While the Transfield controversy almost derailed 2014’s Festival, the 20th Biennale of Sydney is set to open tomorrow as planned.
The last edition of Sydney’s famed modern art expo in 2014 was so consumed by controversy following the boycott of many artists and patrons in protest of a sponsorship deal with Transfield Services, that questions were raised about the future of the event. However, the 20th Biennale of Sydney, opening tomorrow, is set to go ahead without a hitch. Spanning three months and featuring 83 artists from 35 countries, the festival will include over 200 works presented at galleries and other locations across Sydney.
The traditional epicentre of the event at Cockatoo Island will host the Biennale’s Embassy of the Real. On opening weekend artist Justine Williams and the Sydney Chamber Opera will present Victory Over the Sun, a radical revival of the legendary Russian Futurist opera, with a new score by Huw Belling.
The Biennale’s principal venues include the Museum of Contemporary Art, renamed the Embassy of Translation and the Art Gallery of NSW, dubbed the Embassy of Spirits. There will also be events across the city including a huge public work by Brazilian artist Ricardo Basbaum, who will create a large-scale diagram on a billboard at 95 Commonwealth St, Surry Hills.
The Biennale’s hub, Cockatoo Island
The festival was almost derailed two years ago after public pressure and artist boycotts led to the resignation of Chairman Luca Belgiorno-Nettis. The Belgiorno-Nettis family owns Transfield Holdings, which was a major shareholder in Transfield Services, a company that came under fire for its management of offshore asylum seeker detention facilities. The Biennale severed ties with Transfield Holdings, its founding partner and major sponsor, stating: “We have listened to the artists who are the heart of the Biennale and have decided to end our partnership with Transfield effective immediately.” Fortunately, the Nielson Foundation stepped in as the new principal Patron, and the Biennale was able to continue. Transfield Services has since been renamed Broadspectrum after the Belgiorno-Nettis family withdrew the company’s rights to use that name and sold all of its stake in the company. Belgiorno-Nettis and Transfield Holdings are still acknowledged in the catalogue and on the website for their 40 years of patronage.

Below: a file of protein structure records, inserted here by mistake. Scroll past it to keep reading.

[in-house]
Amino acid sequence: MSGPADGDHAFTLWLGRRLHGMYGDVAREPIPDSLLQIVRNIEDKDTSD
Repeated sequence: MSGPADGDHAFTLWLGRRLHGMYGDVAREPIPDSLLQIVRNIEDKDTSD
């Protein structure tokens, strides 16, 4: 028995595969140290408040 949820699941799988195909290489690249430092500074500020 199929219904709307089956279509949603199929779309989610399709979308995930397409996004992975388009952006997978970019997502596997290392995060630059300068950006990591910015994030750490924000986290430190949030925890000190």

Although the Biennale officially begins on March 18, 2016’s Festival is already underway. Tonight Mike Parr will be performing his live art piece, BDH, in the carpark outside Carriageworks to launch the venue as the Embassy of Disappearance. Parr has explained that the title is an acronym that the performance will make clear, and given his courting of controversy and predilection for performative self-mutilation, it will no doubt be something extreme.
The Biennale of Sydney runs from March 18 to June 5 at venues across Sydney.